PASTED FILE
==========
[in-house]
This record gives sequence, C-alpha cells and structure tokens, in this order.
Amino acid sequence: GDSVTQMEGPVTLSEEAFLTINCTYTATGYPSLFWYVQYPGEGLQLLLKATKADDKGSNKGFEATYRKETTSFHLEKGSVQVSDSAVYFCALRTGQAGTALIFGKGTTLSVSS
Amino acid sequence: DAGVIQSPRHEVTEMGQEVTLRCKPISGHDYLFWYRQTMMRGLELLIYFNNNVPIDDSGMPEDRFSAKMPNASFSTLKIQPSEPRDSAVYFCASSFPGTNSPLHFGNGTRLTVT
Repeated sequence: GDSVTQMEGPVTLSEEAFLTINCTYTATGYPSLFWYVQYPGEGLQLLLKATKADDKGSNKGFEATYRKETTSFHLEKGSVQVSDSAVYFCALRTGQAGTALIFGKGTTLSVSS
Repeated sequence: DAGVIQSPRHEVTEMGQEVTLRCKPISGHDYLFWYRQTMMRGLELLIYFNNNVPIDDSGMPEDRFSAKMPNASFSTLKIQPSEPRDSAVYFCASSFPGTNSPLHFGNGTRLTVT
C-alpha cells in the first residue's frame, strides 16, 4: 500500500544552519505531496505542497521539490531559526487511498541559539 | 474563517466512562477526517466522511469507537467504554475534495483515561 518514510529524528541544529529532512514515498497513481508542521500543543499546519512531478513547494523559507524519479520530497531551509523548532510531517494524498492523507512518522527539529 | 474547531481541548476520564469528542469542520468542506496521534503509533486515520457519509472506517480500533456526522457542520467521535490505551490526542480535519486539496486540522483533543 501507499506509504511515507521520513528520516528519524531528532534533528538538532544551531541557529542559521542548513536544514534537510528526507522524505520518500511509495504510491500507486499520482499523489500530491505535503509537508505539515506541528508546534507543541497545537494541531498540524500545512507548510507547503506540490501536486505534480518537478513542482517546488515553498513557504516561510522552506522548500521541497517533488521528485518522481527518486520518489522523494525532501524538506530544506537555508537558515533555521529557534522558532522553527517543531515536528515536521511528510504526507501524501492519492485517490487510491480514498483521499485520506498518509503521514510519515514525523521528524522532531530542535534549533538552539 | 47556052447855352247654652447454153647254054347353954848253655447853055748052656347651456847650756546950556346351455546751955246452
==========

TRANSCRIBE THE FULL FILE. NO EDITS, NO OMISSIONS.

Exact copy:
[in-house]
This record gives sequence, C-alpha cells and structure tokens, in this order.
Amino acid sequence: GDSVTQMEGPVTLSEEAFLTINCTYTATGYPSLFWYVQYPGEGLQLLLKATKADDKGSNKGFEATYRKETTSFHLEKGSVQVSDSAVYFCALRTGQAGTALIFGKGTTLSVSS
Amino acid sequence: DAGVIQSPRHEVTEMGQEVTLRCKPISGHDYLFWYRQTMMRGLELLIYFNNNVPIDDSGMPEDRFSAKMPNASFSTLKIQPSEPRDSAVYFCASSFPGTNSPLHFGNGTRLTVT
Repeated sequence: GDSVTQMEGPVTLSEEAFLTINCTYTATGYPSLFWYVQYPGEGLQLLLKATKADDKGSNKGFEATYRKETTSFHLEKGSVQVSDSAVYFCALRTGQAGTALIFGKGTTLSVSS
Repeated sequence: DAGVIQSPRHEVTEMGQEVTLRCKPISGHDYLFWYRQTMMRGLELLIYFNNNVPIDDSGMPEDRFSAKMPNASFSTLKIQPSEPRDSAVYFCASSFPGTNSPLHFGNGTRLTVT
C-alpha cells in the first residue's frame, strides 16, 4: 500500500544552519505531496505542497521539490531559526487511498541559539 | 474563517466512562477526517466522511469507537467504554475534495483515561 518514510529524528541544529529532512514515498497513481508542521500543543499546519512531478513547494523559507524519479520530497531551509523548532510531517494524498492523507512518522527539529 | 474547531481541548476520564469528542469542520468542506496521534503509533486515520457519509472506517480500533456526522457542520467521535490505551490526542480535519486539496486540522483533543 501507499506509504511515507521520513528520516528519524531528532534533528538538532544551531541557529542559521542548513536544514534537510528526507522524505520518500511509495504510491500507486499520482499523489500530491505535503509537508505539515506541528508546534507543541497545537494541531498540524500545512507548510507547503506540490501536486505534480518537478513542482517546488515553498513557504516561510522552506522548500521541497517533488521528485518522481527518486520518489522523494525532501524538506530544506537555508537558515533555521529557534522558532522553527517543531515536528515536521511528510504526507501524501492519492485517490487510491480514498483521499485520506498518509503521514510519515514525523521528524522532531530542535534549533538552539 | 47556052447855352247654652447454153647254054347353954848253655447853055748052656347651456847650756546950556346351455546751955246452